Medline: 3513984

Critical Reviews in Oncology/Hematology 4(3): 221-248, 1986.

Current status of treatment of acute leukemia in adults: an overview of the Memorial experience and review of literature.

Clarkson BD, Gee T, Mertelsmann R, et al.

Abstract:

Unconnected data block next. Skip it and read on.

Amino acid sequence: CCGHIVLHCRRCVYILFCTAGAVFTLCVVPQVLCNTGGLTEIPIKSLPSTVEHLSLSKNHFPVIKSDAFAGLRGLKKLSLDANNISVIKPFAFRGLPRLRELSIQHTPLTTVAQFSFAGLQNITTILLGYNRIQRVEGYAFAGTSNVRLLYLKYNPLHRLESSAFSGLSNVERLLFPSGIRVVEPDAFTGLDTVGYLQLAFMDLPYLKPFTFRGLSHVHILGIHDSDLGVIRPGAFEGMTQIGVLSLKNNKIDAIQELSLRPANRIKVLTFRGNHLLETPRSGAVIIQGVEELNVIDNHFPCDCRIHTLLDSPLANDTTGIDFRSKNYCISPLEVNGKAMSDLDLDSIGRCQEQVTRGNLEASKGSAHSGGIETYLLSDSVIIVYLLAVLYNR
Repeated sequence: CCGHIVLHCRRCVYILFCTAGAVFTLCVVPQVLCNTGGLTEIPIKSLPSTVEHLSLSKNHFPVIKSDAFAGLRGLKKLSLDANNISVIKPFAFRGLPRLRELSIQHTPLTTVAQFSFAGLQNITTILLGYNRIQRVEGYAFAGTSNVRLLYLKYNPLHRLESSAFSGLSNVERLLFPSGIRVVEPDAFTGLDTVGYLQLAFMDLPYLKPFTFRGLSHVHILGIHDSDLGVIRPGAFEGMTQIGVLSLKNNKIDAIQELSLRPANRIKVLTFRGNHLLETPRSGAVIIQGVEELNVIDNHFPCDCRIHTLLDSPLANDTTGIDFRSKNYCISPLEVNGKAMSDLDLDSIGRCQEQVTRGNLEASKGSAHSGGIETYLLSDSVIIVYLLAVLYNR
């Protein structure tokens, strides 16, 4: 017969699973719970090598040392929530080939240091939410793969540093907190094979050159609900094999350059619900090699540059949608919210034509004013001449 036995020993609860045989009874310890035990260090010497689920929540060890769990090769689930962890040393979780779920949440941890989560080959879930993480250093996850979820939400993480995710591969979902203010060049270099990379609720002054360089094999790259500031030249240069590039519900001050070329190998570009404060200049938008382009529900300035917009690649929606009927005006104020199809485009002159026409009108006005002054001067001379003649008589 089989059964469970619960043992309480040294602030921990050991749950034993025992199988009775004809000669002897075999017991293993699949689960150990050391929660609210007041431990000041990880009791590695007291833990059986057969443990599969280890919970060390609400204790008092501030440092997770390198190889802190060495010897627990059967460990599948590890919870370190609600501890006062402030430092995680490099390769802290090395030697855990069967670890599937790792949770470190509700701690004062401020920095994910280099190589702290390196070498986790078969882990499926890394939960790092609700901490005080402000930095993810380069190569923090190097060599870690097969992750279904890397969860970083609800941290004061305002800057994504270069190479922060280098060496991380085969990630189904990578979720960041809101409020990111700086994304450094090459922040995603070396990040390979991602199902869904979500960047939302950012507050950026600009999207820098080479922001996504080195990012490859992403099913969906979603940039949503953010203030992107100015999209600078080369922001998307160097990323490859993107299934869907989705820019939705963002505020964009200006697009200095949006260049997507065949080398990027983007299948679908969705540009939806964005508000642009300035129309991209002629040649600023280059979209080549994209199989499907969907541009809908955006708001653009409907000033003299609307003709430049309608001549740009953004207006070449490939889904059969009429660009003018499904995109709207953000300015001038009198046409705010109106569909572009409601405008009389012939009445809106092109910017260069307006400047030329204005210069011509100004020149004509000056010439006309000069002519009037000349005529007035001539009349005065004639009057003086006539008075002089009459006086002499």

The results of treatment of 629 previously untreated adults with acute leukemia at Memorial Hospital are reviewed. During the past 14 years, 135 adults (greater than 15 years) with acute lymphoblastic leukemia (ALL) have been treated with one of three successive multidrug-intensive treatment protocols (L2, L10/10M, and L17/17M), each calling for 2.5 to 3 years of systemic chemotherapy and prophylactic intrathecal methotrexate without cranial irradiation. The complete remission (CR) rates were L2 (n = 22) = 77%; L10/10M (n = 69) = 86%; L17/17M (n = 44) = 77%. The median durations of survival and remission were, respectively, L2 = 33 and 30 months; L10/10M = 62 months and not reached; and L17/17M = not reached. Almost all relapses occurred within the first 3 years while still continuing treatment, and there were only rate late relapses after stopping treatment. It appears that approximately half of the patients may have been cured with the latest two protocols. During the last 17 years, 494 adults aged 15 to greater than 70 with acute nonlymphoblastic leukemia (ANLL) were treated with one of five successive multiple drug treatment protocols of varying intensity (arabinosylcytosine + 6-thioguanine [n = 36]; L6 [n = 101]; L12 [n = 104]; L14/14M [n = 121]; and L16/16M [n = 132]). Patients with myelodysplastic syndromes generally were not treated until they developed acute leukemia, but were then entered and included in the results. Secondary leukemias following treatment of other neoplastic diseases were not included. The complete remission rates were fairly constant between 47 and 64% and the median durations of remissions were between 9 and 21 months. The intensive treatment L14 and L16 protocols were associated with more early deaths and did not result in a significantly improved remission incidence or duration or survival. With all protocols, the majority of relapses occurred within the first 2 years, but relapses continued to occur at a decreasing rate for 4 years and occasionally even later. Whereas a small fraction (approximately 10 to 15%) of adults with ANLL are now apparently being cured with combination chemotherapy, despite intensive efforts there has been little improvement during the last decade and more selective and effective forms of treatment are urgently needed. (68 Refs)


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